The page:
How to Repot Your Houseplants

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Maintaining healthy houseplants go beyond watering and providing adequate light. Repotting your plants is vital for keeping them healthy and looking their best. However, knowing when and how to repot your indoor plants will determine whether the plants will flourish or stagnate.

Repotting houseplants to a bigger pot or container gives more space for roots to grow and provides fresh soil to the plants. And this is vital for the proper growth of your indoor plants. Here is an expert guide on how to repot your houseplants without killing them.

Know the Timings

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Different plants have diverse repotting timings. For newly bought plants, give them time to acclimatize to their new environment before repotting them. For existing plants, the best time to repot them is during spring and summer. During these seasons, plants are vigorous and at their growing stage and will readily adapt to their new pot or soil.

If you live in warm regions with warm winters, you can repot the plants in the fall. Avoid repotting the plants during winter because they are dormant.

When the plant outgrows its pot, it is time to repot it. If you notice that the plant’s leaves are drooping, it means that the plant is not getting enough space to grow. Watch out for crowding and cramped roots as well. It’s a sign your plant has outgrown the planter.

Select the Right Pot

The size of the pot or container is essential when repotting your plants. The pot should be big enough to accommodate the plant’s roots without crowding them. If the pot or container is small, it will constrict the growth of the plants.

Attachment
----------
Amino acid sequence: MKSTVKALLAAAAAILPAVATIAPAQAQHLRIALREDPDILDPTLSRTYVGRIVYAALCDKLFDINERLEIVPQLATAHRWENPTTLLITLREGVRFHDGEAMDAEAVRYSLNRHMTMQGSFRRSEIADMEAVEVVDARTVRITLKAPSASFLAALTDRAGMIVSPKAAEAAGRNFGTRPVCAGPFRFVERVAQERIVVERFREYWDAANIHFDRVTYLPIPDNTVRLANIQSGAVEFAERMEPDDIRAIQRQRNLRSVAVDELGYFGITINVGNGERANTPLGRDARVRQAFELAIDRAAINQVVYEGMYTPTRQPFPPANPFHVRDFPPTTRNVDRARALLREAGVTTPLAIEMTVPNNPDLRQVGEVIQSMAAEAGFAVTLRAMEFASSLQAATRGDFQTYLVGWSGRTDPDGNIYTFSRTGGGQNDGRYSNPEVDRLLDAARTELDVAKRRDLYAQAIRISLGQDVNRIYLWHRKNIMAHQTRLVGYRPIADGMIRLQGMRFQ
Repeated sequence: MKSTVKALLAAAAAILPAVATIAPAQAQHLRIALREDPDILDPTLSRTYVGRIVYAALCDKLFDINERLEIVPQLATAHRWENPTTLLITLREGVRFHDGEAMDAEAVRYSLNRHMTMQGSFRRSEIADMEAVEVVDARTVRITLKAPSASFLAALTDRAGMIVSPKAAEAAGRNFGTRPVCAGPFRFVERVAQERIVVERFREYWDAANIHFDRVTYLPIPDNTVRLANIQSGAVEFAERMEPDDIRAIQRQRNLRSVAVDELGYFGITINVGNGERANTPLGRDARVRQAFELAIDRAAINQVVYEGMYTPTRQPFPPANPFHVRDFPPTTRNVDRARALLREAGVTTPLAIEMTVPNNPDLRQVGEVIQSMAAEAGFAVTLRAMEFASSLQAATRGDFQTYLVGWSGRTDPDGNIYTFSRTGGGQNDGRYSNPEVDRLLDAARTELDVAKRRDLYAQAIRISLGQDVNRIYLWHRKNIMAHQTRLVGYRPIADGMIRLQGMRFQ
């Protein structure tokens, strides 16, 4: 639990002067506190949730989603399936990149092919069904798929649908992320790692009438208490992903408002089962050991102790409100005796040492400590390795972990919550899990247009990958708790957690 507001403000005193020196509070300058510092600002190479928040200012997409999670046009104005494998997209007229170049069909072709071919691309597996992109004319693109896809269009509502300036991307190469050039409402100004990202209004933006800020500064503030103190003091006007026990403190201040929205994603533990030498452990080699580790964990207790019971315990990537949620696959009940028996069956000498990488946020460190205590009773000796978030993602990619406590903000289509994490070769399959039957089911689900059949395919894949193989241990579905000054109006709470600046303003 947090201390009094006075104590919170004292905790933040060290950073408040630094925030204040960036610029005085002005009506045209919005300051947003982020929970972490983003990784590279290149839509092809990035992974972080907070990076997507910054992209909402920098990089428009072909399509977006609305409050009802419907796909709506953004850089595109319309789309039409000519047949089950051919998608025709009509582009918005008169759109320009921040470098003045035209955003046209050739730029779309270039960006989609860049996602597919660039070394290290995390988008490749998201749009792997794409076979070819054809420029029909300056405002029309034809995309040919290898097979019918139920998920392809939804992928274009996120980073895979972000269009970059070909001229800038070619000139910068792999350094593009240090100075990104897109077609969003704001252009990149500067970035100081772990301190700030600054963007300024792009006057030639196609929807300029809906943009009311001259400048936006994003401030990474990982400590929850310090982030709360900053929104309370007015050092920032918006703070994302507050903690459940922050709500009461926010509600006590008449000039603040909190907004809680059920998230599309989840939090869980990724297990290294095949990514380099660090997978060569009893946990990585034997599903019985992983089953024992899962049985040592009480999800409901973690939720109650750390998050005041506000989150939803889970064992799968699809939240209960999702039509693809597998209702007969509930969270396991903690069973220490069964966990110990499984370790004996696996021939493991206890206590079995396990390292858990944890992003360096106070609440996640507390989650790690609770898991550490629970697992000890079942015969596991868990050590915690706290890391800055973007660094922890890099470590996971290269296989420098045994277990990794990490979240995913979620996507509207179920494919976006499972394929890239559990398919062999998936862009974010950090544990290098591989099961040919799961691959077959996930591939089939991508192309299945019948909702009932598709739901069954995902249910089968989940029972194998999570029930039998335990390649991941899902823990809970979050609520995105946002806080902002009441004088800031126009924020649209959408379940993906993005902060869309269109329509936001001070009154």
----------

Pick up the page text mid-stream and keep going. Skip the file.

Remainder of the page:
On the other hand, if the pot is too big, it will require more watering and care. So select the right pot size to make repotting easier for you. When settling for a pot, choose one with holes at the bottom for draining excess water during watering. Houseplants in pots with poor drainage are likely to experience root rot.

Select the Right Soil

Differetn houseplants have unique soil requirements. So, before you repot your plants, research their ideal soil condition. Ideally, most houseplants grow well in soil rich in organic matter. You can buy a potting mix from the store or make your mix by combining garden soil, compost, and peat moss.

How to Repot Your Houseplants

Now that you know the basics of repotting your houseplants, here are the step-by-step instructions on how to do it.

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1. Remove the plant from its old pot by gently squeezing the sides of the pot and pulling it out. If the pot is stuck, use a knife to free the plant. But ensure you don’t harm the roots.

2. Inspect the roots of the plant. Shake the plant to loosen the roots from each other. Study them and see if there are any dead or rotten roots using pruning scissors. If there are any extra-long roots, trim them!

3. Transfer the plant to the new pot. Put about a third of the old soil into the new pot for an easier transition. This will help the plant quickly adapt to the new setting.

Position the plant in the new planter and add about two-thirds of the new soil. Gently press the soil to clear any air spaces between the soil, but don’t push too hard to compact the soil. Remember, the roots need to feel free.

4. Water appropriately. After repotting the plant, give it good watering to help it settle in. Water until water drains from the pot through the draining holes. Continue watering the plant regularly according to its need.


Repotting your plants is an essential step towards maintaining healthy indoor plants. It can also benefit the plants by giving them an extended life span. But the entire process can be a little bit tricky. Avoid stressing or damaging your plants when repotting them by following the above steps. Subscribe to our blog for more gardening tips. 

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